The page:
The history of the gold foil-overlaid Harmandir Sahib – the most holy place of the Sikhs – is as turbulent as it is moving. The Golden Temple was built in Amritsar, India, in the 16th century. The Golden Temple is home to the original holy scriptures of the Sikhs. In the early 19th century, a golden dome was added to the building.
Harmandir Sahib became a place of sorrow and loss in the 1980s – a battleground where many people lost their lives. Following the proclamation of the state of Khalistan, Sikh extremists holed up inside the Golden Temple for two years. 400 troops and 2,000 Sikhs lost their lives when the Indian army stormed the temple in 1984. In response to these atrocities, Prime Minister Indira Gandhi was assassinated by her Sikh bodyguards a few months later.
Today, thousands of pilgrims – and not just Sikhs – visit the Golden Temple and its beautifully appointed palace grounds every day. The gates on all four sides of the temple signify the openness of the Sikhs towards all peoples and religions. The Golden Temple stands in the centre of an island on Lake Amrit Sarovar, and has a very special appeal thanks to its unusual golden aura. The interior of the temple is cleaned with milk every day. Pilgrims are allowed to remain below the arcades and in adjacent spaces of the palace for a maximum of three days.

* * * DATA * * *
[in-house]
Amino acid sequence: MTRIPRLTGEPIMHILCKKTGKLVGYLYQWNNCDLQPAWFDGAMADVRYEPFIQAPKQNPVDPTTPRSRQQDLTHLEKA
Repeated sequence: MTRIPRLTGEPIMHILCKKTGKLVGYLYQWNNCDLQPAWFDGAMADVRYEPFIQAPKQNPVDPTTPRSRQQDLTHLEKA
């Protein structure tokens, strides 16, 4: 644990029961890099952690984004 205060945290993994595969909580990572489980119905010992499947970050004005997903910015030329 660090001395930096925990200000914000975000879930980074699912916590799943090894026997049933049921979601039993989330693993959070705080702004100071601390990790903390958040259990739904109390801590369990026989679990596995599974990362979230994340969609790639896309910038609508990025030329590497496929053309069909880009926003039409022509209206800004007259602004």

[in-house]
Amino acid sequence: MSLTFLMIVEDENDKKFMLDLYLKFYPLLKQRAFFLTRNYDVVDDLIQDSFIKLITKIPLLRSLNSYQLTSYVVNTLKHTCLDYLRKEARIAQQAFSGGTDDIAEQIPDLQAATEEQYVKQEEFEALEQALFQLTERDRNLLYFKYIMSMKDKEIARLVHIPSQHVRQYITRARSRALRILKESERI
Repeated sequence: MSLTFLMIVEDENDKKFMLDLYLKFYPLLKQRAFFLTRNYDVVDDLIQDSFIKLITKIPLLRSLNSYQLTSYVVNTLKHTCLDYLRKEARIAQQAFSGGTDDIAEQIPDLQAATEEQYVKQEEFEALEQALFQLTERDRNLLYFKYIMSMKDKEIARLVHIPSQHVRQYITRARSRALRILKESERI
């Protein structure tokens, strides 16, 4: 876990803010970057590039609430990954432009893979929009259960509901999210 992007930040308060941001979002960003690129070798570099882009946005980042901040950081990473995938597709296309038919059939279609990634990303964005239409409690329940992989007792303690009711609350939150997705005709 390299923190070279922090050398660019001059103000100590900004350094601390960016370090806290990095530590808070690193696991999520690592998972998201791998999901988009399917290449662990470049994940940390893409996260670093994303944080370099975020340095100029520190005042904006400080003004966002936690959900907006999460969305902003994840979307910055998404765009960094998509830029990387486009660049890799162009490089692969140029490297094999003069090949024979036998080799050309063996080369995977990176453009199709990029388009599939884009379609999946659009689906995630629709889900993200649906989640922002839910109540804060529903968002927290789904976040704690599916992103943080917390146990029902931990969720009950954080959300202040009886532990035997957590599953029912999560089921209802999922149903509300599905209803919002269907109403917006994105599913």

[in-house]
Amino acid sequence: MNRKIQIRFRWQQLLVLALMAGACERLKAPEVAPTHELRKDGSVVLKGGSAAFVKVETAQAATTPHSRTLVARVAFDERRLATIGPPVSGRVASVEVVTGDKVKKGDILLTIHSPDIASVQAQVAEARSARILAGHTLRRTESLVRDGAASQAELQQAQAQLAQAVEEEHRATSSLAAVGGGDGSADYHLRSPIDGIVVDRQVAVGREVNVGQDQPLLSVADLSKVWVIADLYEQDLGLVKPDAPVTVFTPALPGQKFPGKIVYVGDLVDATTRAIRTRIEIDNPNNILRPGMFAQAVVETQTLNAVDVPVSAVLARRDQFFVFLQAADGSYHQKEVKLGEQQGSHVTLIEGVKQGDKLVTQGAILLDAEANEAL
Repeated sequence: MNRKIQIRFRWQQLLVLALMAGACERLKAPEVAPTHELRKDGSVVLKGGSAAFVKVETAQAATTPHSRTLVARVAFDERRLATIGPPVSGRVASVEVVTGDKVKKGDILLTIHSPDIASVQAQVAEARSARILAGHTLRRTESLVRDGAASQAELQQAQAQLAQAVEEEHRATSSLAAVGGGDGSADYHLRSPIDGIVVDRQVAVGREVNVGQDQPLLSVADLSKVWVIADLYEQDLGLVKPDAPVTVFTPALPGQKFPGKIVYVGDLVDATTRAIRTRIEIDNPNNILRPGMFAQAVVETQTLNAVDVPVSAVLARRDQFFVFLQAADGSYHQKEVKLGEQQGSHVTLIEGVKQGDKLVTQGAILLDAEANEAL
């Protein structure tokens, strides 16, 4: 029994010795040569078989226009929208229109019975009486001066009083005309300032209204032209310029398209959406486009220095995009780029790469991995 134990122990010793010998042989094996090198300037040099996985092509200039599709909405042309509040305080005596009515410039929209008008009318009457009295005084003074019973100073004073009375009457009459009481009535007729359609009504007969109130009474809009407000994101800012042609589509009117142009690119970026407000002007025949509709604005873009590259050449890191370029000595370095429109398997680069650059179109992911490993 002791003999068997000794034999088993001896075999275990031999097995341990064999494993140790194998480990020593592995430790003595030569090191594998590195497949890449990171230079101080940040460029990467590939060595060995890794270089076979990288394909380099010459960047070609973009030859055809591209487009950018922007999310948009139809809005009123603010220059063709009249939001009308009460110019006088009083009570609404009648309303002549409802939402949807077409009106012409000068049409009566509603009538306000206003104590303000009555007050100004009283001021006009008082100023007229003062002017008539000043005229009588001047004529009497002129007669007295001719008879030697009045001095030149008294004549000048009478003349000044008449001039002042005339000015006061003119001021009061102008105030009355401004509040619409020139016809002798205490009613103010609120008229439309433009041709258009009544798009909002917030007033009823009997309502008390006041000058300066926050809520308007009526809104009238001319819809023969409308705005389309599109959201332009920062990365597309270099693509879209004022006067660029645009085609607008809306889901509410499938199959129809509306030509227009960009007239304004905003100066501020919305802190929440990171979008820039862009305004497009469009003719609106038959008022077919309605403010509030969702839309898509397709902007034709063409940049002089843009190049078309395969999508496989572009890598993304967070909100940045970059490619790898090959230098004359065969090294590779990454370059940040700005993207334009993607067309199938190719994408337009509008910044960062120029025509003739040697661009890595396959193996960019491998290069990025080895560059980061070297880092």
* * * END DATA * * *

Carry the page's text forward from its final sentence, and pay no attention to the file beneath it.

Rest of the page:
The illumination of this holiest of Sikh sites after sunset and throughout the night is the task of BEGA LED high-performance floodlights. Emanating from their installation points at the four palace gates, their symmetrical, very narrow beam light distribution and a luminaire luminous flux of over 18,000 lumen set the stage for the incredible beauty of this impressive temple architecture. The LED high-performance floodlights have been specially designed for use at high ambient temperatures. The exceptionally high quality of their power supply units means that they achieve unrivalled performance. The warm colour temperature of 2,200 Kelvin emphasises the golden aura of the temple, with its battlements, decorative features and dome.
16th-century construction ordered by
Arjun Dev, fifth Guru of the Sikhs
19th-century construction ordered by
Maharaja Ranjit Singh